Being Bridges: A Sermon by The Rev. Dr. Alison Cheek '90

On October 2 and 3, the EDS community gathered to honor the 40th anniversary of women's ordination to the priesthood at the 2014 Dewey-Heyward Lectures and EDS Women's Leadership Forum. Among the special guests for those two events were five of the Philadelphia Eleven, and The Most Rev. Katharine Jefferts Schori, presiding bishop of the Episcopal Church. The following is the text and audio of the sermon by The Rev. Dr. Alison Cheek '90 from the Community Eucharist at St. John's Memorial Chapel on Thursday, October 2, 2014. The Eucharist celebrated the 40th anniversary of women’s ordination to the priesthood and was attended by several members of the Philadelphia Eleven, and presided by Presiding Bishop Jefferts Schori. The sermon was delivered by The Rev. Merrill Bittner (pictured below), a Philadelphia Eleven member, for The Rev. Cheek, who was unable to attend the service in person. 

The Rev. Merrill BittnerBeing Bridges

In the name of our Sophia-God, our refuge and our strength. Amen.

Dear friends at EDS, I am so grateful to Merrill Bittner, one of the bravest of my Philadelphia Eleven sisters, for being willing to be my voice here this morning. I am with you in spirit. My flesh is weak, but the spirit is strong.

And I am very grateful for those at EDS who have made it possible for me to share a few random thoughts with you this morning. Thank you one and all.

Once upon a time when I was a young woman living in Canberra, Australia, I had a very beloved aunt who developed cancer. She lived a thousand miles away from me, but I threw myself into praying for her every day. We were Methodists at that time, but I found that the early morning service at the Anglican Church and its mid-week Eucharistic service were powerful places in which to pray for my aunt. And I gradually grew into the liturgy as a source of sustenance for myself. I also valued my Methodist heritage, and its worship.

My husband, Bruce, had a five-year Fellowship at the Australian National University. His tenure was drawing to a close and I knew we would be moving. In those days only a few Anglican churches invited those in good standing in other denominations to come to the communion rail. I was perfectly happy with my dual church practice, but what about the future? So I went to the rector of the Anglican Church and said, “I would like to get confirmed and stay a Methodist.”

The rector smiled and said, “I’ll speak to the bishop. He looks upon people like you as bridge people in this ecumenical age.” And so I was confirmed as a bridge!

Strangely enough, the image of a bridge has stayed with me all these years. I was most aware of it forty years ago as I tried with all my persuasive powers to explain to bishops why women were appropriate persons to represent before God the people of God.

It has been a long conversation!

Now, all of us are bridges—and each with a particular calling. In this complex, turbulent world, many different kinds of bridges are imperative.

We can rejoice today for the good bridges which have been built between lived experience and the structure of our church.

Alla Bozarth built a bridge for us between our traditional story of the fligh from Egypt, and the walking into the unknown of fifteen controversially ordained women in 1974 and 1975. Her poem “Passover Remembered,” which you heard this morning, we have recalled at many anniversaries.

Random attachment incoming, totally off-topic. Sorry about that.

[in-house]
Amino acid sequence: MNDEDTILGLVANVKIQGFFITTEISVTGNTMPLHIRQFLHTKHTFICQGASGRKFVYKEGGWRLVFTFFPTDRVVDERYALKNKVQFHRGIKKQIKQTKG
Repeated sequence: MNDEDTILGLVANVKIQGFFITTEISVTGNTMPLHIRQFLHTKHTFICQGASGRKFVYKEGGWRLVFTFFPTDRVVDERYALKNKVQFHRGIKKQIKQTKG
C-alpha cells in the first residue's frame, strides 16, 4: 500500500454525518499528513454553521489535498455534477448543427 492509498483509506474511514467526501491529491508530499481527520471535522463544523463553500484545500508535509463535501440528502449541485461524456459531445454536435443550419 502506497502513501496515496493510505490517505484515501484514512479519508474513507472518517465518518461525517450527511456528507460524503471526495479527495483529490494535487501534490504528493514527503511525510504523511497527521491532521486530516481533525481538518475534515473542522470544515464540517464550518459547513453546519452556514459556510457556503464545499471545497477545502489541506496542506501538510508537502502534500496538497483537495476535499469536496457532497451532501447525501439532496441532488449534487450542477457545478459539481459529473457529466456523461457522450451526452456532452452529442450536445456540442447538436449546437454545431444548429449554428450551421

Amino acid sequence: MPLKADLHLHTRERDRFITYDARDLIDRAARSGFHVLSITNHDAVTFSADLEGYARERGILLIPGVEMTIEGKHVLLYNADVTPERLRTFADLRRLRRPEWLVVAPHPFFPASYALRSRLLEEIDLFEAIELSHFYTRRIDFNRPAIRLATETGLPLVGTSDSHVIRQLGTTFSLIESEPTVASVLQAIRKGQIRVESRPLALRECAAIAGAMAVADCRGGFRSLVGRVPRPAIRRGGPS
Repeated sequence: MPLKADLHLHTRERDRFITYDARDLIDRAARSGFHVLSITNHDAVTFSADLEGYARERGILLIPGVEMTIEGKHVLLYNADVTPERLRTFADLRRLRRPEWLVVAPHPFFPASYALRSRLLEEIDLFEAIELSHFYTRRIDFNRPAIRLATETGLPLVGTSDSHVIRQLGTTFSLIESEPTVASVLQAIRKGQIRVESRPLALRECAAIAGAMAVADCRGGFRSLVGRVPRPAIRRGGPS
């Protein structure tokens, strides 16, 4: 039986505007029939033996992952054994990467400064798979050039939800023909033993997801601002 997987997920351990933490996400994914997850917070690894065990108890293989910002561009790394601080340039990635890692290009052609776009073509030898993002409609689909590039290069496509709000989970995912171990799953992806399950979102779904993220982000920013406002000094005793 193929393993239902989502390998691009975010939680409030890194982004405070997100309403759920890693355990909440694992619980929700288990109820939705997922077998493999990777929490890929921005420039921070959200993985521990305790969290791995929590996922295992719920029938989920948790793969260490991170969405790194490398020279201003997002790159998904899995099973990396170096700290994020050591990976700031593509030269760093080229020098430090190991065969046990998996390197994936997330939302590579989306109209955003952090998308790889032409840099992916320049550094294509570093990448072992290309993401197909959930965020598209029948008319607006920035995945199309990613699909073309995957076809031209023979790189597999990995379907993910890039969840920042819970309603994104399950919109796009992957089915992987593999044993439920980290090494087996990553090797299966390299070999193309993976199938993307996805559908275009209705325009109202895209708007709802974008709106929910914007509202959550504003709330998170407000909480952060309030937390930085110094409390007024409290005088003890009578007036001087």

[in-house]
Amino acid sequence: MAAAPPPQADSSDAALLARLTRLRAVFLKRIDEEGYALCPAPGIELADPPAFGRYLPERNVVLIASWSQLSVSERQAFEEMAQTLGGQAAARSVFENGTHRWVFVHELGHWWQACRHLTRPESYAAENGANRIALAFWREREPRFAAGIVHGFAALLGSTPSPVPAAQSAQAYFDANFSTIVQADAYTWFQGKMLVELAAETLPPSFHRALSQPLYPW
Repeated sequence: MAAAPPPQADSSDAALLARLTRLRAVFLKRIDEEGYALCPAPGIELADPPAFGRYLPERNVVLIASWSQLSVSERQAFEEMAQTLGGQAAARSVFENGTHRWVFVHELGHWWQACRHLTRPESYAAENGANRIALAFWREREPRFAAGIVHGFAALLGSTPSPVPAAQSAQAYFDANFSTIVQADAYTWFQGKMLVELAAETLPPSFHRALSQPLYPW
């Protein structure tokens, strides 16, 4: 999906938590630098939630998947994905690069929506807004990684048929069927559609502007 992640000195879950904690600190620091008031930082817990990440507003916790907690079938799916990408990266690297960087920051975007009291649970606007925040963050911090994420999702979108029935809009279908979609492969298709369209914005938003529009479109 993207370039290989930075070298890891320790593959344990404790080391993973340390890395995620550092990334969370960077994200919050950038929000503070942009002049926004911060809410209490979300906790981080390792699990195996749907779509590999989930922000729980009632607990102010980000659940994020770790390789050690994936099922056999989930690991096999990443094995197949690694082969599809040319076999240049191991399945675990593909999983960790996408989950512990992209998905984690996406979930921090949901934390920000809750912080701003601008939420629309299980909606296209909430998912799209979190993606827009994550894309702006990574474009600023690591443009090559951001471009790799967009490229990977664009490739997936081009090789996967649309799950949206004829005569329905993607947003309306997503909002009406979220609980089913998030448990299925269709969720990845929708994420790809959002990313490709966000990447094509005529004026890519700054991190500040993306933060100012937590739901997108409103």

In our gladness about good bridges built, we must at the same time be concerned for the many bridges still to be crossed.

For some time now, I’ve been thinking about the language barrier which keeps so many people disheartened in our worship. We live in a scientific age. Our understanding of the world and universe in which we live is very different today from that of the seventeenth century. Why hasn’t the prayer book evolved similarly?

An English theologian—whose name I’ve forgotten—wrote many years ago a little book entitled Your God Is Too Small. The image of God in our prayer books is overwhelmingly male. Some try to open it up a little by imaging God as mother and father. But have you ever seen God called “she” in the prayer book?

Now we know that God is not male or female (or do we?); that images, signs, and symbols with which we try to point the way to the nature of the Holy must not be mistaken for the Holy. So does this language thing really matter?

I think it matters very much indeed. Many women and girls still struggle to embrace their full personhood. It is counter-cultural. Misogyny lurks hidden and often overt. One of the hardest places for women to “grow up into the full stature of Christ” is in the Church.

Forty years ago I wanted to do something for women. Well, I think we did. To see women priests and bishops presiding at the Eucharist, and a woman presiding in the House of Bishops, is a liberating thing for many women, and enhances our self-esteem. But then it is eroded by the weekly repetition of the androcentric language of the liturgy. And where the priest is a woman, she is obliged to pronounce the authoritative words and to present God as male. Unconsciously, are we back to where we started?

We need a bridge which helps people recognize the power of language—what is said and what is left unsaid. To produce some authorized, alternative liturgies reflecting a broader theology will take a bridge built of “revolutionary patience” and determination, and a never lost sense of urgency.

And there are so many other bridges that carry an urgency about them, needing to be built. You will know what yours is, and how to rally others to your concern. And when your bridge is built, stay alert. Remember in the fairy story there is a troll living under the bridge and laying claim to it. Be savvy, and be led by the Spirit.

Go well, dear friends; celebrate joyfully; roll up your sleeves for the work ahead. And may our Sophia-God bless us all.